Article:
Thursday, March 25, 2021

Poetic Singing

 A new concept for me: the sounds in words can sing like notes on a scale. The idea comes from Gregory Orr's book, A Primer for Poets & Readers of Poetry, which I've been working my way through for a while now. The poem I will share with you today is my response to an exercise from the chapter entitled Singing. There are quite a few rules with this exercise which I found it challenging but interesting. So... here goes...

Write a poem using the following eight words:

  1. Willow (use as a noun)
  2. Swallow (use as either verb or noun)
  3. Lame (adjective)
  4. Disdain (use as either verb or noun)
  5.  Flame (use as either verb or noun)
  6. Green (adjective)
  7. Sway (verb)
  8. Gave (verb)


  • The poem must be ten to twelve lines long
  • You must use all the words
  • You can use them in whatever order you wish
  • You can't use more than one of the listed words in each line, i.e., you must space the designated words throughout the poem -- you can't jam several of them in the same line.
Hint: If you find yourself aware of the sound echoes and effects that these eight words suggest, feel free to use words of your own choosing that continue, or expand on, or play off the sounds you 're responding to in these eight words. Doing so will heighten and possibly alter the sonic texture of your poem.

When the world turns green with a passion

When it bursts into life like a flame

When daffodils sway

On the first balmy day

And the torments of winter grow lame

Then give thanks for the turn of the season

For the swallow designing her nest

For you'll hear no disdain

In a songbird's refrain

And the willow weaves shade for your rest

© Karen Eastlund

I'm interested in Orr's approach to poetry, emphasizing poetry's work of bringing order out of disorder.  I hope you find something of interest in this exercise. I admit that I wonder... would it "sing" more if I had freedom? What do you think?

Poetry Friday is hosted by Susan at Soul Blossom Living.  Be sure to check out everyone's plans for celebrating April as Poetry Month.  Thanks for hosting, Susan!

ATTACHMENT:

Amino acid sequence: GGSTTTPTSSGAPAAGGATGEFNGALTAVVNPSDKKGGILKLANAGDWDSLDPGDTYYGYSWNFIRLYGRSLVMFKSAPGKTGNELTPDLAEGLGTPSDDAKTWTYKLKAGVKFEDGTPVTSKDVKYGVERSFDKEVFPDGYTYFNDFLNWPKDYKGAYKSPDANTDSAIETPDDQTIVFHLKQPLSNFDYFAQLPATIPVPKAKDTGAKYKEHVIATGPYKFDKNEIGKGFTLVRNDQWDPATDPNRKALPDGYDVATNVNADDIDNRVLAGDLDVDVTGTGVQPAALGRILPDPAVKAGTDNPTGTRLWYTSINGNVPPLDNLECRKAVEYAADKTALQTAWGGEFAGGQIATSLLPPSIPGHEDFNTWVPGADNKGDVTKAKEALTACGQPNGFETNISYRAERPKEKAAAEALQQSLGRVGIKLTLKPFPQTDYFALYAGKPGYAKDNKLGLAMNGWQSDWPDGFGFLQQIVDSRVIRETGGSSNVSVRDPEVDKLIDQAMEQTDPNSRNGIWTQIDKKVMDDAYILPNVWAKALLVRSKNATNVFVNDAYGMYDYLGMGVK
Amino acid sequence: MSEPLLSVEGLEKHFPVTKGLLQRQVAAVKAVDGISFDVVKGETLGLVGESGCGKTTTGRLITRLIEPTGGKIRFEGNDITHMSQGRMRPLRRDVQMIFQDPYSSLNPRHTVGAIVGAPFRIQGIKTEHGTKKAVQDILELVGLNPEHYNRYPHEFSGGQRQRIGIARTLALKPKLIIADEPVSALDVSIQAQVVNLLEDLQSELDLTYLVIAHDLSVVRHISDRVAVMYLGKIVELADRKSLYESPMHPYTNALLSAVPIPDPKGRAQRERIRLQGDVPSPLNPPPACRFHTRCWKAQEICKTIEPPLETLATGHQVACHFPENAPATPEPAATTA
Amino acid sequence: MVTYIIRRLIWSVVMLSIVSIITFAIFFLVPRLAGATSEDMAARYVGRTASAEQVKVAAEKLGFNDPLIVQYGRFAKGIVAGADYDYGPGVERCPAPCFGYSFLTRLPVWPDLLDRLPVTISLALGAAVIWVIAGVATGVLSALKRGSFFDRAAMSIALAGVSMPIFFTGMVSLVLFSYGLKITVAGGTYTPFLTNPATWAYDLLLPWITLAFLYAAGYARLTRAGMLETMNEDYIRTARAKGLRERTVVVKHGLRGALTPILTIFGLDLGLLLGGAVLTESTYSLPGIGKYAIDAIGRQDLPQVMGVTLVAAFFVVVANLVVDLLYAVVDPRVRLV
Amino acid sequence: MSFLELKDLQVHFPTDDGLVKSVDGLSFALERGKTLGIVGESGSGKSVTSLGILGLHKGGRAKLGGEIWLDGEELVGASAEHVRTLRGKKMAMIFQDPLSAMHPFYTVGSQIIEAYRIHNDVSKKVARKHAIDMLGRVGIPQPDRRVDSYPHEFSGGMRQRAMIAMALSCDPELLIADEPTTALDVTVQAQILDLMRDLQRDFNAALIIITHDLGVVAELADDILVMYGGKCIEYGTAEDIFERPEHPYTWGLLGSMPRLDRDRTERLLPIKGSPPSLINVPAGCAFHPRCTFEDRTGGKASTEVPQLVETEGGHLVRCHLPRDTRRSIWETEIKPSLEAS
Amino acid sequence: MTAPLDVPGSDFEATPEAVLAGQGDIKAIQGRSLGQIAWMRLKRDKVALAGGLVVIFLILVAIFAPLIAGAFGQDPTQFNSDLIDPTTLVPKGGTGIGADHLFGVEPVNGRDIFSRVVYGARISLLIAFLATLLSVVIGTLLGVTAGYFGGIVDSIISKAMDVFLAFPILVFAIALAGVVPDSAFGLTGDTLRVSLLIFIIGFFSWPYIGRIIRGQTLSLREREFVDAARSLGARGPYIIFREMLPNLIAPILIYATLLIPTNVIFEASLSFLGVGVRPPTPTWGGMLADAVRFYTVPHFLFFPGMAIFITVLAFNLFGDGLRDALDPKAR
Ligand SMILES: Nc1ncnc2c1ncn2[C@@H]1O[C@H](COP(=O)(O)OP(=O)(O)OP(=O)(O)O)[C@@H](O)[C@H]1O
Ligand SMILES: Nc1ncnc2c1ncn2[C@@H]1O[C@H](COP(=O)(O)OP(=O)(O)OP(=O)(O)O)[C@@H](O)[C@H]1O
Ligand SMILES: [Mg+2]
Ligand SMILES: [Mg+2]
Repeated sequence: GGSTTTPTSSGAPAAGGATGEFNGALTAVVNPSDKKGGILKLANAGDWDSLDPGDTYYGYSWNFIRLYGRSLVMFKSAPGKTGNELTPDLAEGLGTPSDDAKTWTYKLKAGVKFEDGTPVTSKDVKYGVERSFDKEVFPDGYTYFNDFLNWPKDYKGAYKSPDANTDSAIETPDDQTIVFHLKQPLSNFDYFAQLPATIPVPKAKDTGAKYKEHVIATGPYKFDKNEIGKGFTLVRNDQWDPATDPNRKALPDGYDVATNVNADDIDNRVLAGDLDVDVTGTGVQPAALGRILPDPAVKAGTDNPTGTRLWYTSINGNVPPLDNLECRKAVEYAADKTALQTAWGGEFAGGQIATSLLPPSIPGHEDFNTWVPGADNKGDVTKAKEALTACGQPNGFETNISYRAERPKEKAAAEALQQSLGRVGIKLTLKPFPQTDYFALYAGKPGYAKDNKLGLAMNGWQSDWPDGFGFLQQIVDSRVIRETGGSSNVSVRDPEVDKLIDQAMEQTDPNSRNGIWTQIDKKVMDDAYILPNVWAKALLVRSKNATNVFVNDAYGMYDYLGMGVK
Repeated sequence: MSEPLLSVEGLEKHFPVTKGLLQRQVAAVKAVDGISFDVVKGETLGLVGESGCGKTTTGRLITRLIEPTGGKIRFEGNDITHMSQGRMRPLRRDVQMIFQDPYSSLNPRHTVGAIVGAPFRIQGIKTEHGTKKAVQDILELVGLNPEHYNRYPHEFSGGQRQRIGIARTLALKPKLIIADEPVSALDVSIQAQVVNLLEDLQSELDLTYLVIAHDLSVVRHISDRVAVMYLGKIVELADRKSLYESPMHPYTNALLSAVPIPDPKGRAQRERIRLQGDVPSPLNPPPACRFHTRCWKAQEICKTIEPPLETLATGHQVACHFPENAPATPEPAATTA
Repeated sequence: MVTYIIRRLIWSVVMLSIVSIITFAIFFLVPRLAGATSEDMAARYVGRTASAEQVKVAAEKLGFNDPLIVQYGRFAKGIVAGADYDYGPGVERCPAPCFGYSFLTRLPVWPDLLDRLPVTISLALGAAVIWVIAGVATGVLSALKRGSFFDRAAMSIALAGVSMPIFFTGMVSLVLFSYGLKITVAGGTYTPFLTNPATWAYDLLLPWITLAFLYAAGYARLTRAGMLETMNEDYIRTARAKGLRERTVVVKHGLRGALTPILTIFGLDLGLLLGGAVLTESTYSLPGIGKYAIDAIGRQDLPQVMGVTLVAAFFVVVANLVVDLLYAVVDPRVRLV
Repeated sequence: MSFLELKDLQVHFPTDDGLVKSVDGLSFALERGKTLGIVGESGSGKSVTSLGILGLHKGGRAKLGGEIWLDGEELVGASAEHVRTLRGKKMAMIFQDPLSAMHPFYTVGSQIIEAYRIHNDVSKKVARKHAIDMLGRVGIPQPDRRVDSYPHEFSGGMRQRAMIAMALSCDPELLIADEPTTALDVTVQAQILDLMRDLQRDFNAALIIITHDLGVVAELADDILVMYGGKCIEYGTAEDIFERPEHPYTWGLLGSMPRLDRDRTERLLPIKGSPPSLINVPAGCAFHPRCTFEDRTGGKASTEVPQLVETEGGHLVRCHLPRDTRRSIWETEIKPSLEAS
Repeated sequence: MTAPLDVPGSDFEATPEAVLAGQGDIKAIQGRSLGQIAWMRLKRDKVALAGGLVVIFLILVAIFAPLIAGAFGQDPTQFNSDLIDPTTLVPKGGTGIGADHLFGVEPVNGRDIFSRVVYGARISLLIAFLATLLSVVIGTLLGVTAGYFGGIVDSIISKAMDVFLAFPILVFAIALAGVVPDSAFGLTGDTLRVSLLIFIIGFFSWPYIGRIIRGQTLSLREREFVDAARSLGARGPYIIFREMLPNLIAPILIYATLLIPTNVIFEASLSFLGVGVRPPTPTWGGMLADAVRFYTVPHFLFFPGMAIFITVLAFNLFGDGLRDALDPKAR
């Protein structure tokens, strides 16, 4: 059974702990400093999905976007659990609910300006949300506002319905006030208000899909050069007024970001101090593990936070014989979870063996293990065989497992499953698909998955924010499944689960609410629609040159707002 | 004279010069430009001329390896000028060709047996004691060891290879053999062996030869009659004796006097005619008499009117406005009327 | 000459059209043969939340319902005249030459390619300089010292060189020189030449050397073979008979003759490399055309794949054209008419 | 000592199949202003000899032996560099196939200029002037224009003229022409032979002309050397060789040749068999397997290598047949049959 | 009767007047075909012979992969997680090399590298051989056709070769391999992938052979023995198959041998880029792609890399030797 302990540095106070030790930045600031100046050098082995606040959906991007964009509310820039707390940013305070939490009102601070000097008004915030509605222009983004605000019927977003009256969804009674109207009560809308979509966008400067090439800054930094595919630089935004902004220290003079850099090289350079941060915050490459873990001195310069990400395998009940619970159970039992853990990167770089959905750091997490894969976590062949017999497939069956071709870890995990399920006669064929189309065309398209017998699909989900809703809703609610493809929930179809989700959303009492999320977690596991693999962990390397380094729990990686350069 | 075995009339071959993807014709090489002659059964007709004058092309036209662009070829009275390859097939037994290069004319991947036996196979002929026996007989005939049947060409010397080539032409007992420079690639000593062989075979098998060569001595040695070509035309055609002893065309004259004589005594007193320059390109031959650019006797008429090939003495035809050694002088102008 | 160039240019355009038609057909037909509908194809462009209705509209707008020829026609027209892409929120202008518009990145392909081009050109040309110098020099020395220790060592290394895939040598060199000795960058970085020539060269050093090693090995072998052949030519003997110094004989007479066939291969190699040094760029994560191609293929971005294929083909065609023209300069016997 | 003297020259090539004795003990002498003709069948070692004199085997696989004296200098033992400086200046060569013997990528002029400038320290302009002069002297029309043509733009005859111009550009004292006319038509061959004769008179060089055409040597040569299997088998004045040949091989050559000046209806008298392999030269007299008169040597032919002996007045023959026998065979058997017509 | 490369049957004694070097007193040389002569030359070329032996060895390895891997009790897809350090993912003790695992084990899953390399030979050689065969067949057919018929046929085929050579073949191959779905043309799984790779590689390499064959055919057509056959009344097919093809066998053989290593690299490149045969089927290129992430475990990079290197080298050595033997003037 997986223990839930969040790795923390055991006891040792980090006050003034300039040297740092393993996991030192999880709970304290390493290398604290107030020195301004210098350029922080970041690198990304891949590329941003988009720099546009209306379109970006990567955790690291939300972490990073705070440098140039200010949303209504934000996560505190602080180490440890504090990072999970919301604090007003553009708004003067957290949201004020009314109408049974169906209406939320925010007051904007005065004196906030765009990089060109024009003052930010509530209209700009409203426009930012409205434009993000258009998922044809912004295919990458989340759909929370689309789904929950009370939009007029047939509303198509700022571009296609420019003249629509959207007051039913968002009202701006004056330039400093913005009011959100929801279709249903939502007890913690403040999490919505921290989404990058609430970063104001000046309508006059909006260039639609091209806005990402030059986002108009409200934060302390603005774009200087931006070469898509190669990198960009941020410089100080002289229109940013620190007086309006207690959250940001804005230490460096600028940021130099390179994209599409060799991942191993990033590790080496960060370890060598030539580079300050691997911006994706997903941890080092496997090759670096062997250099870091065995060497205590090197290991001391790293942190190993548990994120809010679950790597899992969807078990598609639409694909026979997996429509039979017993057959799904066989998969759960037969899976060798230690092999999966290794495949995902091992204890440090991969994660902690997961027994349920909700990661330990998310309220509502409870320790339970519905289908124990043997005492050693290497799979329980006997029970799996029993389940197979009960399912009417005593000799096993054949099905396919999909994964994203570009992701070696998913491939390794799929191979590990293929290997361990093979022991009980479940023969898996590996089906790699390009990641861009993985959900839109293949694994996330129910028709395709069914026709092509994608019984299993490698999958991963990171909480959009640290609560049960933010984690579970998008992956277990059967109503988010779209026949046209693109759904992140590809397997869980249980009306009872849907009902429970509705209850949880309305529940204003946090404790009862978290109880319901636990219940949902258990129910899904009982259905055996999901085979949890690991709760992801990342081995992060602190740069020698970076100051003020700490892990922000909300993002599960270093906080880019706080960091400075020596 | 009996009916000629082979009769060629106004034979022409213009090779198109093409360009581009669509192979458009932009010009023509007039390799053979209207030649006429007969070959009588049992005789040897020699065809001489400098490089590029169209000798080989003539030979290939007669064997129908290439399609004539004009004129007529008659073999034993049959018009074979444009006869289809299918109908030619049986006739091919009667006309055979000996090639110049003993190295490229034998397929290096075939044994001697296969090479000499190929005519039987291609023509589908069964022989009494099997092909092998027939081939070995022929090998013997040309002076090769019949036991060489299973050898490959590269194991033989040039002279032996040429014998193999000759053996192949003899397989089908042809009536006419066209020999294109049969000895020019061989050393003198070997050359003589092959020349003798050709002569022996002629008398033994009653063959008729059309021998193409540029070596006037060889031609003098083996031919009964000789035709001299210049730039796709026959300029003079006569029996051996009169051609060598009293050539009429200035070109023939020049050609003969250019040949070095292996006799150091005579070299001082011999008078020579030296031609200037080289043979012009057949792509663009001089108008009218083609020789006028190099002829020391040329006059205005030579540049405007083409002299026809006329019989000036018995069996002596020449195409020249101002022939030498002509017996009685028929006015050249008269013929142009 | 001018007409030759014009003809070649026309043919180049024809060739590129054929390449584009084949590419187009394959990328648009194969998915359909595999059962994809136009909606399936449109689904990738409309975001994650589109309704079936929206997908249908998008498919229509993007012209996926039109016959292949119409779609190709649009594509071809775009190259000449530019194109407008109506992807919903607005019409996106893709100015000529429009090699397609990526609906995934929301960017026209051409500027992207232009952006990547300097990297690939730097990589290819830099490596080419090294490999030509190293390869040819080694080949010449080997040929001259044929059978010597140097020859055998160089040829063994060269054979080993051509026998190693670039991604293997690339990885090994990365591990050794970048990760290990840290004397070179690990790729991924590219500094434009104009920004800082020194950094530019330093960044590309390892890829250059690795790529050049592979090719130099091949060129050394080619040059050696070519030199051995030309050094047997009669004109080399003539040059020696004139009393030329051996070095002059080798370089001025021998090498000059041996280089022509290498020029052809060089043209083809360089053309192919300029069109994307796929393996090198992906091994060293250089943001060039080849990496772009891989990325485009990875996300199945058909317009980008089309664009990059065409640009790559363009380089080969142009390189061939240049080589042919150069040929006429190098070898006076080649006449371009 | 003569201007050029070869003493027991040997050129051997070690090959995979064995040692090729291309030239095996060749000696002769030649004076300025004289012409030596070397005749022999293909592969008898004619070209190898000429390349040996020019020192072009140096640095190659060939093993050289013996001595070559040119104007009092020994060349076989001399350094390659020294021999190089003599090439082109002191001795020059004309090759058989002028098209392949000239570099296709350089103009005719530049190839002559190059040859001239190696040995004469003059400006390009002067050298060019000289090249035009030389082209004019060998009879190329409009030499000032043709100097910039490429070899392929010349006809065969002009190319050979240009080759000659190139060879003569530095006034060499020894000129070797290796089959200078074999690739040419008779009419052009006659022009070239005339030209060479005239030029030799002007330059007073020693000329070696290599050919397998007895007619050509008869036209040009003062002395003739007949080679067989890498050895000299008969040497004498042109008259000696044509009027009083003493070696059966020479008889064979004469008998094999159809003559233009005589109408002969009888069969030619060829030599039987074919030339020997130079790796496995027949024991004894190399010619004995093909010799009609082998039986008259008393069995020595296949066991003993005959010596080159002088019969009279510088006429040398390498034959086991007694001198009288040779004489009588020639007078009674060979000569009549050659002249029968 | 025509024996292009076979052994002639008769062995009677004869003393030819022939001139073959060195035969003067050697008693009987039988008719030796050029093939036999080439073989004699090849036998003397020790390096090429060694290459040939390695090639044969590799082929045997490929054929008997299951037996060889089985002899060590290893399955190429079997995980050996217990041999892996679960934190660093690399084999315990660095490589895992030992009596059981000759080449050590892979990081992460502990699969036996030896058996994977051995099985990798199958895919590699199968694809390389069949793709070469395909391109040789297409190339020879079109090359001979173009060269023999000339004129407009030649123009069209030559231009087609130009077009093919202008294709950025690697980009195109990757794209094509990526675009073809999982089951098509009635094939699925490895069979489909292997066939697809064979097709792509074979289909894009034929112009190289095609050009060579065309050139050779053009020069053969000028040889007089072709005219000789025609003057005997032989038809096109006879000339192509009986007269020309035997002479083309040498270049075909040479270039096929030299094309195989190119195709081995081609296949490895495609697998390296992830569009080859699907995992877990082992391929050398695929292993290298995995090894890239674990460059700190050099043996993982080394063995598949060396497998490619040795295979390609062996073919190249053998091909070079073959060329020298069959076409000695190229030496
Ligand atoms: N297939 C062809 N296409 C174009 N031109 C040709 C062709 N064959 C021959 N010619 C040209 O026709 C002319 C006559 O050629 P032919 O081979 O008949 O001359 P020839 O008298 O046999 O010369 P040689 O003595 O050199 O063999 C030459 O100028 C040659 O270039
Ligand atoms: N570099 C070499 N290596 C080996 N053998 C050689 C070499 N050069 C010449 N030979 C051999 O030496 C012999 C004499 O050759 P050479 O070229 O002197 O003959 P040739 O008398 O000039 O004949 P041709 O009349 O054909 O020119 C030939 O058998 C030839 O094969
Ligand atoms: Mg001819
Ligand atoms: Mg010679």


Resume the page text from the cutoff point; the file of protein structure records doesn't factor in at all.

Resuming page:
1. I am in awe, Karen, & love the way you wove those words into your 'song'. I imagine it would be fun to be a two-person poem, with the 2nd coming in with lines 3 & 4. What a great exercise!

  2. Gregory Orr's book has is full of great prompts. You've done a wonderful job with this one! I love the image of daffodils swaying and the "swallow designing her nest."

  3. Thanks for the prompt, I'm saving it for later, and the book recommendation. I think your poem is lovely. I love "Then give thanks for the turn of the season/ For the swallow designing her nest."

  4. Brava! You did a fantastic job with that prompt. Orr's book sounds fascinating. I've always loved the musicality in words/ lyrical poems.

  5. The book sounds fascinating. I love how your poem turned out!

  6. Wow! As I was reading the rules for the challenge I wondered how anyone could keep them all straight and write a poem. Then I read your poem, and it sings beautifully.

  7. Karen I like the way you have responded to the various requirements of this poetic structure. As poets we frequently find ourselves rising to such challenges. Love the closing line which is like a ribbon around a gift.

  8. I'm singing your praises, Karen. Despite all of the constraints, you nailed it!

  9. Love this, Karen. I am going to try the process.